And They Call That Progress!

On a summer weekend afternoon in 2005, I needed the services of the Post Office at the Gatwick Airport in the UK. At the time, I was flying for a company that flew cargo out of Gatwick. My schedule for a while had been being away from the UK during the working week. My mission on that Sunday was a banking transaction through the Post office since I had missed out on banking business hours – I was going to deposit a cheque. I drove to the airport and went to the terminal building looking for the Post Office, which I was sure would be opened on Sunday. Alas, I searched all over the terminals including the corner I had previously sighted one. My roving around must have aroused the attention of Security, because I was soon accosted by a gun toting police officer – this was post 911 era. The officer asked courteously if I needed help. ‘Yes, I'm looking for the Post Office ...I'm sure there used to be one around here,' I said looking lost.

The officer laughed almost hysterically and said, ‘You're damned right sir. There used to be one - right at that corner,' he pointed to where I thought it would be, ‘but it was closed down two weeks ago for downsizing. ...And they call that progress!' Now I needed it and it was no longer there. I told the story to a couple of friends. My friends these days are using the expression for almost anything we celebrate that belongs to the Stone Age in Nigeria. The other day as we sweated it out in traffic, a loaded keke NAPE P wobbled pass; a colleague in the car remarked, ‘And they call that progress!' He was referring to the three-wheeled contraption laden with human beings. Our psyche has been dented by an economic system whose fundamentals are greatly flawed. The timing for this article may seem off as most elites are busy with the issue of who is or should be the president. We often forget that the man in the street is more concerned about the economics and where the next meal will come from, if at all that will come.

Recently, we are being bombarded with achievements for which we ought to bury our heads in the sand in shame with. Of interest, are the story of a metal tinker in Abuja who claimed to have graduated 5 people on how to fabricate ice making machines and stories of university graduates repairing old mobile phones. For little minds, these are great achievements. A friend remarked, ‘And they call that progress! Is that LG or Samsung or Toshiba in this competitive world?' Those people should be commended nonetheless, but it is Herculean in the face of competition with imports which the exchange rate mechanism as it were is fuelling. Calls for a rethink of the exchange rate mechanism have fallen on deaf ears. There seems to be consensus amongst Nigerian economists (both left and right) about the auctioning system as an exchange rate mechanism. Their fear is the experience of the import licensing days and not much of the defence of market forces on the exchange rate mechanism, which in any case is distorted.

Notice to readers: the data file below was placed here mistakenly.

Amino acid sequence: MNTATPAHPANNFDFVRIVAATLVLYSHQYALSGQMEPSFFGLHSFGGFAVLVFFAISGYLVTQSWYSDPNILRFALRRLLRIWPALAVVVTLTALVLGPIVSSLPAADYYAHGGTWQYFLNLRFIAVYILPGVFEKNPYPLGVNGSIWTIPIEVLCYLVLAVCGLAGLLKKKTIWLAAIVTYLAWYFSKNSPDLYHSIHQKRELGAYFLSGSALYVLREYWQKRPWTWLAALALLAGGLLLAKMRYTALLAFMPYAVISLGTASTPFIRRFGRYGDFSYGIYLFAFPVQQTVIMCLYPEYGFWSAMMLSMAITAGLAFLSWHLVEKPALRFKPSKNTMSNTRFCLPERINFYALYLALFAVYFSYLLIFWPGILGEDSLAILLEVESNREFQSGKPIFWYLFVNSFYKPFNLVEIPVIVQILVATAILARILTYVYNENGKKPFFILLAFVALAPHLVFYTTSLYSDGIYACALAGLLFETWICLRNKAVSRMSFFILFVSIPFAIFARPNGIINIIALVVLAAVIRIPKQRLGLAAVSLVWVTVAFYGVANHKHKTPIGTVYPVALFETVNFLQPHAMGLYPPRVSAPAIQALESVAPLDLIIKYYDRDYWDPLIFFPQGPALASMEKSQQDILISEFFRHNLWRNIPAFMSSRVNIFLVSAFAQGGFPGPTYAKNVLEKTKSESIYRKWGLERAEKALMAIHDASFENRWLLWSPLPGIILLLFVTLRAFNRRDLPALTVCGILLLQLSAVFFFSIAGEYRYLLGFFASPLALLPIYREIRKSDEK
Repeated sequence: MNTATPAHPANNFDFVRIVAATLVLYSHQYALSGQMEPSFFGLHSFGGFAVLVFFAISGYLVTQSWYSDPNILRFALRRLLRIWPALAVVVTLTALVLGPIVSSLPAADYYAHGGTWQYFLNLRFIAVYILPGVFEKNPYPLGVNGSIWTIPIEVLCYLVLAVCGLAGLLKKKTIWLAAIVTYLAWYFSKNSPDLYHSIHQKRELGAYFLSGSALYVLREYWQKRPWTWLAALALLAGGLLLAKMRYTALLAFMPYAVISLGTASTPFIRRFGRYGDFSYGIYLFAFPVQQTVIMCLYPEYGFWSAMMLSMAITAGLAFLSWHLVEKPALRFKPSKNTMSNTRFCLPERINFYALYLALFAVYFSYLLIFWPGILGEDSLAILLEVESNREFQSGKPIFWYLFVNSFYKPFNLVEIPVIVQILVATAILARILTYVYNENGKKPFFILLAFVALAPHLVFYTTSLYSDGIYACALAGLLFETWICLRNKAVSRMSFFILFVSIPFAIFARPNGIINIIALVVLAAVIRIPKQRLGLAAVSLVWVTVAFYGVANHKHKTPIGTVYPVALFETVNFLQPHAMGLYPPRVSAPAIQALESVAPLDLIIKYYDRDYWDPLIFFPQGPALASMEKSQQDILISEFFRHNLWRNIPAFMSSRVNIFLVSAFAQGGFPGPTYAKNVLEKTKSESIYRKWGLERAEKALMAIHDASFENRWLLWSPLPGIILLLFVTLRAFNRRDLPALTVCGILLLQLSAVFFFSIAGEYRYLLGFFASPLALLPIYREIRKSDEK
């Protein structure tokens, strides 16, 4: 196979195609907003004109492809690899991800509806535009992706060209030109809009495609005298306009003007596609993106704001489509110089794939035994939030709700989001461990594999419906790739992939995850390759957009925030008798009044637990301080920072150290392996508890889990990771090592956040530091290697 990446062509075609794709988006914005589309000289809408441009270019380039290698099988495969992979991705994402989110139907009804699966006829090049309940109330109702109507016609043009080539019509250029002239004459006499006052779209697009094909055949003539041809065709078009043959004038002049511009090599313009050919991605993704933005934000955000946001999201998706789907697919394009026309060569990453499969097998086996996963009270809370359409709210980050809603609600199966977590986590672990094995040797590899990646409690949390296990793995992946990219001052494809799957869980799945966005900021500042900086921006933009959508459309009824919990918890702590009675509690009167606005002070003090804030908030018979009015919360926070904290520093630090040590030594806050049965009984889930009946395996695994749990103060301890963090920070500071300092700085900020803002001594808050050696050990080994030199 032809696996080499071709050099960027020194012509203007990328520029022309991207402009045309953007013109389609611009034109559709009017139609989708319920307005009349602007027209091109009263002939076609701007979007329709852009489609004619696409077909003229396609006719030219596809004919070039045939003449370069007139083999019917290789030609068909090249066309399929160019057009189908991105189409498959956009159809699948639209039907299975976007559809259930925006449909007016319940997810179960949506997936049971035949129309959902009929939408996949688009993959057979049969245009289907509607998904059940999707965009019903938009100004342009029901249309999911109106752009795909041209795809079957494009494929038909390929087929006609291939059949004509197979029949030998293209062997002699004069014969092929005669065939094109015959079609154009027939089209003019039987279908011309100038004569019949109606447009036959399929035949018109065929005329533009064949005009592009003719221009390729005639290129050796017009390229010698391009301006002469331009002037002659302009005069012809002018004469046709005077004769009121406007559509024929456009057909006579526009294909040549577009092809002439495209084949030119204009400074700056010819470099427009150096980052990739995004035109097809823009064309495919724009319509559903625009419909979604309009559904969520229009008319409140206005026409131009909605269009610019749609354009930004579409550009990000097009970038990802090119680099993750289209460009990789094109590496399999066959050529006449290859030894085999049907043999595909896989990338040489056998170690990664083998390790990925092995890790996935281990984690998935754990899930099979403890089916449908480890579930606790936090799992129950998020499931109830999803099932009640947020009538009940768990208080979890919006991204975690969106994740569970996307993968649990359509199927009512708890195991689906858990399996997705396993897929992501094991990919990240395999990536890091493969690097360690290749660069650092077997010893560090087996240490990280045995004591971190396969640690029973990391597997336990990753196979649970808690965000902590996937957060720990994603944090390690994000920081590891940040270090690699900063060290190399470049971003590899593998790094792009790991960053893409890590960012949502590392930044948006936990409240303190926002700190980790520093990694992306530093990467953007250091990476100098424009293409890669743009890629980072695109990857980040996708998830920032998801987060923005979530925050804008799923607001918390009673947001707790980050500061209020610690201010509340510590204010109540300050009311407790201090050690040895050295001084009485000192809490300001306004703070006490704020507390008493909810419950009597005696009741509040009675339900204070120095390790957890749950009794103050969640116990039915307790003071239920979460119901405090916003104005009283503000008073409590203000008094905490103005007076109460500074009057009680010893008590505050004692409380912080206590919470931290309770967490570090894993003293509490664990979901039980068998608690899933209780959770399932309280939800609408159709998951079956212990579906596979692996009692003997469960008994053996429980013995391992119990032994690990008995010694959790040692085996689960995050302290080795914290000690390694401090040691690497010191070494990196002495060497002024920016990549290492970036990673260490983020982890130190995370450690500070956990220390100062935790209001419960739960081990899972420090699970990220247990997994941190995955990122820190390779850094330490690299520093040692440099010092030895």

During last week's Parliamentary Congress in Beijing, Chinese Premier, Mr. Wen Jiabao, rejected criticism about China exchange rate mechanism. ‘We don't take kindly to other people telling us to revalue our currency,' he said. China's currency, the Yuan, was tied to the U.S. dollar during the industrialisation years until 2005. It turned out to be the vehicle that propelled China to move from underdevelopment to the No. 3 position in world economy. In 2005, China's prosperity became apparent, and the West pleaded for the deregulation of the Yuan. The currency thus was allowed to rise in value by about 20%. However, when global economic crisis cut demand for Chinese products and factories began closing, the Yuan tie to the dollar was reinstated in late 2008 (BBC document 14/3/10). I'm not an economist, but which economics school did our celebrated economists pass through – some of them with PhD. Some are even professors of economics. Or which master are they serving? Should there not be one economist of repute that could kick-start a rethink of our exchange rate mechanism? To conform is the hardest thing on earth according to our own late Tai Solarin, but at least a brave one should emerge.